The cost savings that I experienced in going electric are actually wildly conservative in this context – many others should expect to see much higher savings when exchanging a petrol or hybrid for electric.
In addition to avoiding petrol cost and emissions, I also pay nothing for road tax or congestion charges. This saves me £15 for every trip into London, or £8-10 to head into Birmingham, Bristol, or Oxford. More cities are on the cusp of introducing similar charges – for more information, check out UK Clean Air Zones.
But, it is also worth noting that I invested in an at home rapid charger, which, after the OZEV government grant, cost me just over £700. I look at this additional investment, however, as a home investment that will likely increase the value of our home when we come to sell it, given the plans for electrification of the vehicle fleet, but of course I accept that point of view comes with risk.
5) Reduced road noise
Ok, I admit it, I secretly love the sound of an electric vehicle – it still sounds like something out of a science fiction movie to me – probably because I grew up around 4×4 trucks that rumble and grumble along.
Equally, as I coast into middle age, it is embarrassing to admit that I am slightly losing my tolerance for petrol-head racers with modified exhaust that is loud as anything. I totally get they are fun to drive – and I won’t begrudge that of those who love it. I used to be a thrill seeker, too. But, for where I am in my life, I like a nice, quiet car.
While electric vehicles won’t solve all road noise issues, as wind resistance alone on a motorway will still make noise- estimates suggest they could reduce road noise by up to 40%. The average ICE car emits 80 dB. The average lorry (truck) or motorbike emits 93 dB. The average electric vehicle emits 40 dB. So why only 40% reduction you ask? Good question.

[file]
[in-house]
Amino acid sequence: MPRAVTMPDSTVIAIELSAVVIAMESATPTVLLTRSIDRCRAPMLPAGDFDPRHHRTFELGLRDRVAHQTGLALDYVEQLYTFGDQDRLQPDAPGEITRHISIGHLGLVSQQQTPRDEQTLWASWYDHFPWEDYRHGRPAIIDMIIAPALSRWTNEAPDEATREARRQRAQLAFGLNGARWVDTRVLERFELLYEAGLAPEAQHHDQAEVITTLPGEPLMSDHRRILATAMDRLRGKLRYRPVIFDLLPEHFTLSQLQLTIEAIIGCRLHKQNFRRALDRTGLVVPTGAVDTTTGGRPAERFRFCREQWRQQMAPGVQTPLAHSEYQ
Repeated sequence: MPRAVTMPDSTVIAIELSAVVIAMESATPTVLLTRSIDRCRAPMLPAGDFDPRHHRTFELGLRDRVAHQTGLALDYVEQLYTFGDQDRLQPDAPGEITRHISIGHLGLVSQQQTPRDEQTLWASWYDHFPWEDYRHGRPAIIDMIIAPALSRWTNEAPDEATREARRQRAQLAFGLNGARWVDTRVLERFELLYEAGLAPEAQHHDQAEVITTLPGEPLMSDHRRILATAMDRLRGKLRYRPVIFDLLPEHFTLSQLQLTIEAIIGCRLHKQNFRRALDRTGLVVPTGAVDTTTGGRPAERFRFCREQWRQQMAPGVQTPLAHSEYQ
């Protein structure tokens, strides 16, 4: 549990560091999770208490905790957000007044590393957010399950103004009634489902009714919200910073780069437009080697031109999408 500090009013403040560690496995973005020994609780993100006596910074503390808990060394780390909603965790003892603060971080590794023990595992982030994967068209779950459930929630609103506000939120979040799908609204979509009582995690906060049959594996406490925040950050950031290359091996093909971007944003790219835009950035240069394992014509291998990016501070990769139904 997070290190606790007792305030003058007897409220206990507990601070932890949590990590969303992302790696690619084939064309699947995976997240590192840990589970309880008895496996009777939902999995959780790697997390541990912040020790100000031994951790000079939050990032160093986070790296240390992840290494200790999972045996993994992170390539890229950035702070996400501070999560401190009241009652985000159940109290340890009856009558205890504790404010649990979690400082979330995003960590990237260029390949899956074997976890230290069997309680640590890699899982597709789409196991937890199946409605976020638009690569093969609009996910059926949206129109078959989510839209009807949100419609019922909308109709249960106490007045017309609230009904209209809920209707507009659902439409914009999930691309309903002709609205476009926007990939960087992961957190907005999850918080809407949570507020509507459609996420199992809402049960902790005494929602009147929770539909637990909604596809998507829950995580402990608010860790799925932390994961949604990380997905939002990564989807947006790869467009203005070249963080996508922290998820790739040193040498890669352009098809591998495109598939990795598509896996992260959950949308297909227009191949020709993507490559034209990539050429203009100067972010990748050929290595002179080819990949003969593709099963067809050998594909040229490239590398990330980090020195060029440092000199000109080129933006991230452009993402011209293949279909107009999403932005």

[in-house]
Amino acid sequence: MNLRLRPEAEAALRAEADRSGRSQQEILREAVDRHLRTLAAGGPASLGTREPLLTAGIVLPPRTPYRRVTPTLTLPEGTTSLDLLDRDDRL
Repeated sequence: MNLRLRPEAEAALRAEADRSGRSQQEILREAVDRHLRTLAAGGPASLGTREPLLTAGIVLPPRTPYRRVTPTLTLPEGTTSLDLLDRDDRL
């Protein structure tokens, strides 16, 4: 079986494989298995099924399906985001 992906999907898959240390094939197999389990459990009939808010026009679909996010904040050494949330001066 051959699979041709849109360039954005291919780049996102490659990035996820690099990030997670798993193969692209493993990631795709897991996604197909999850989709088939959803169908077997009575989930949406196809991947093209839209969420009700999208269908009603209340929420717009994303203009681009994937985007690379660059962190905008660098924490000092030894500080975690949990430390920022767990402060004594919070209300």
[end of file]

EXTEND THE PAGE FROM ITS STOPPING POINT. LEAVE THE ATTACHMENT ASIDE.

For health and safety reasons, electric vehicles across the world are coming under greater requirements and regulations to emit a minimum decibel level (usually around 54-60dB) to alert pedestrians of their presence. Even with this requirement, however, electrification of the vehicle fleet is set to dramatically reduce road noise, especially in crowded cities.
Between this minimum requirement, and noise associated with wind and tires, the best educated guesses suggest road noise reduction on the order of 40% if all vehicles went electric. Please do bear in mind, though, that electric heavy good vehicles (HGVs) are not yet viable, though, so there is still considerable work to do to achieve those declines. HGVs will still make quite a racket for the foreseeable future.
If you are considering switching to an electric vehicle, there are lots of good reasons to do so, not the least of which, if you live in the UK, is a very near future ban on petrol and diesel car sales, coming into effect in 2030.
Electric cars are only more sustainable when they are powered by clean electricity, and very few electricity supplies are fully renewable today.
The cost to run an electric vehicle is definitely lower than petrol and diesel cars.
Electric Vehicle Sales Statistics
US Government Electric Vehicle Purchases
COP27 Declaration on Accelerating the Transition to ZEVs
Gas versus coal power plant emissions